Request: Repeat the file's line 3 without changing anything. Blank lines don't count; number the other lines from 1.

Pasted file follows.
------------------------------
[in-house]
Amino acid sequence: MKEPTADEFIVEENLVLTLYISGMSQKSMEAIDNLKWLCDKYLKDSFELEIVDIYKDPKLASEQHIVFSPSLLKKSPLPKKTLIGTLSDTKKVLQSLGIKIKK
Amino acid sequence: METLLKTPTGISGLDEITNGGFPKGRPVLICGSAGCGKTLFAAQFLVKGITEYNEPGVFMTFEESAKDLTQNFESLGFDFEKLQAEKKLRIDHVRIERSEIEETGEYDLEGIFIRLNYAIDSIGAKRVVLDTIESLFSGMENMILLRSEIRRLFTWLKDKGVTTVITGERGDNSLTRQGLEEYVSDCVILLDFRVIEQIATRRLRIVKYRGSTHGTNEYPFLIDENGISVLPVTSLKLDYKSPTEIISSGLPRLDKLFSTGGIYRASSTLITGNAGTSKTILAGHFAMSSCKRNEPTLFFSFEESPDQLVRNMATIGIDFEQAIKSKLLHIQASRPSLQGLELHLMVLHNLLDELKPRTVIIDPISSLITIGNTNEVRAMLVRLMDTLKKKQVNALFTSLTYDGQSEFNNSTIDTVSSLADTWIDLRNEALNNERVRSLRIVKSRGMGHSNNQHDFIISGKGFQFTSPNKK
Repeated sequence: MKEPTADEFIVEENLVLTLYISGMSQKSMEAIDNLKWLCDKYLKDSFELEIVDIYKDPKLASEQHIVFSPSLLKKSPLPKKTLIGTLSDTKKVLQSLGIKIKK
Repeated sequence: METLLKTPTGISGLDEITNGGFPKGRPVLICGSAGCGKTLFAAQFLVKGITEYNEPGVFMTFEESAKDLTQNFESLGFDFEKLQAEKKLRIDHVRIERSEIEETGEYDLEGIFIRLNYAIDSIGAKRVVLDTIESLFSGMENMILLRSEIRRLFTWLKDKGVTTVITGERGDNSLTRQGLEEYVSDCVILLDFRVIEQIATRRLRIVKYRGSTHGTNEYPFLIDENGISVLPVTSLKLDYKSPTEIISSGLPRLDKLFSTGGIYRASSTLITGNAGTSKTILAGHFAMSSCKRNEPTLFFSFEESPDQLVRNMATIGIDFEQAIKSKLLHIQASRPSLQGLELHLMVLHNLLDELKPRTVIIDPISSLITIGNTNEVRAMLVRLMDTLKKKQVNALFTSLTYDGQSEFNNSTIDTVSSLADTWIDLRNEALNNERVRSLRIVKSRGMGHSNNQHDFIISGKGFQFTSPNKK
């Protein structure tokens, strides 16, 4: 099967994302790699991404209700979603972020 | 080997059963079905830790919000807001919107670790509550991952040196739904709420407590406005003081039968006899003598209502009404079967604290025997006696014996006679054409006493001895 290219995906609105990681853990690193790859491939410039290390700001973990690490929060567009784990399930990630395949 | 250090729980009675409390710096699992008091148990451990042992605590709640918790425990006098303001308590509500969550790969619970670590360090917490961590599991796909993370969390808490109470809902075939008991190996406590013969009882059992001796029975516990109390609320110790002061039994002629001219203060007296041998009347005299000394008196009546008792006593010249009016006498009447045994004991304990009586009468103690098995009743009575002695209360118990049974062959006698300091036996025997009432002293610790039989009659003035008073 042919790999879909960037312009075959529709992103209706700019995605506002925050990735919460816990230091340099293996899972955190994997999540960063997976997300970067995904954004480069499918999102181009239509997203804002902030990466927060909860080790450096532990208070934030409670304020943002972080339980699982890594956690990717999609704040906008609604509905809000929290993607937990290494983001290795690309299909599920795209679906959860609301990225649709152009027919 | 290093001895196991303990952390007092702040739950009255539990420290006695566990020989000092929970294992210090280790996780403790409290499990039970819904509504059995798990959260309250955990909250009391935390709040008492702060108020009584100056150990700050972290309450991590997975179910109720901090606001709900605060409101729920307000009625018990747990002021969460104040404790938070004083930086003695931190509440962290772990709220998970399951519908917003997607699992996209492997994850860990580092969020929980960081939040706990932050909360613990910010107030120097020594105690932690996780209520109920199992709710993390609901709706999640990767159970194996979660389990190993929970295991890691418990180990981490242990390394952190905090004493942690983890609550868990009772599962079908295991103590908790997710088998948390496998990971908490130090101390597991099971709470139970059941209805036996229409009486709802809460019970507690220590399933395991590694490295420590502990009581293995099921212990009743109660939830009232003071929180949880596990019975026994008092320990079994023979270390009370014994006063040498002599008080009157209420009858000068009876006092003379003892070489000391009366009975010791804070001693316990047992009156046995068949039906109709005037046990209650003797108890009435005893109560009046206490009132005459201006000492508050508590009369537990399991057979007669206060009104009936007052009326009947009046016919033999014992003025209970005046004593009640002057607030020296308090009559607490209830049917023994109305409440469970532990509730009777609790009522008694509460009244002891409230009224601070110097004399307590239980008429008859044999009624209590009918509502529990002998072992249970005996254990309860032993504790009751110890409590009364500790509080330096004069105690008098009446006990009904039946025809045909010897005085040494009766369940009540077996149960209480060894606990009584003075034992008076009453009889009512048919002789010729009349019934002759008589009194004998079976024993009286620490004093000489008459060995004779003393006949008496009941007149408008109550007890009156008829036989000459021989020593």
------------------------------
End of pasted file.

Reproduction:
Amino acid sequence: METLLKTPTGISGLDEITNGGFPKGRPVLICGSAGCGKTLFAAQFLVKGITEYNEPGVFMTFEESAKDLTQNFESLGFDFEKLQAEKKLRIDHVRIERSEIEETGEYDLEGIFIRLNYAIDSIGAKRVVLDTIESLFSGMENMILLRSEIRRLFTWLKDKGVTTVITGERGDNSLTRQGLEEYVSDCVILLDFRVIEQIATRRLRIVKYRGSTHGTNEYPFLIDENGISVLPVTSLKLDYKSPTEIISSGLPRLDKLFSTGGIYRASSTLITGNAGTSKTILAGHFAMSSCKRNEPTLFFSFEESPDQLVRNMATIGIDFEQAIKSKLLHIQASRPSLQGLELHLMVLHNLLDELKPRTVIIDPISSLITIGNTNEVRAMLVRLMDTLKKKQVNALFTSLTYDGQSEFNNSTIDTVSSLADTWIDLRNEALNNERVRSLRIVKSRGMGHSNNQHDFIISGKGFQFTSPNKK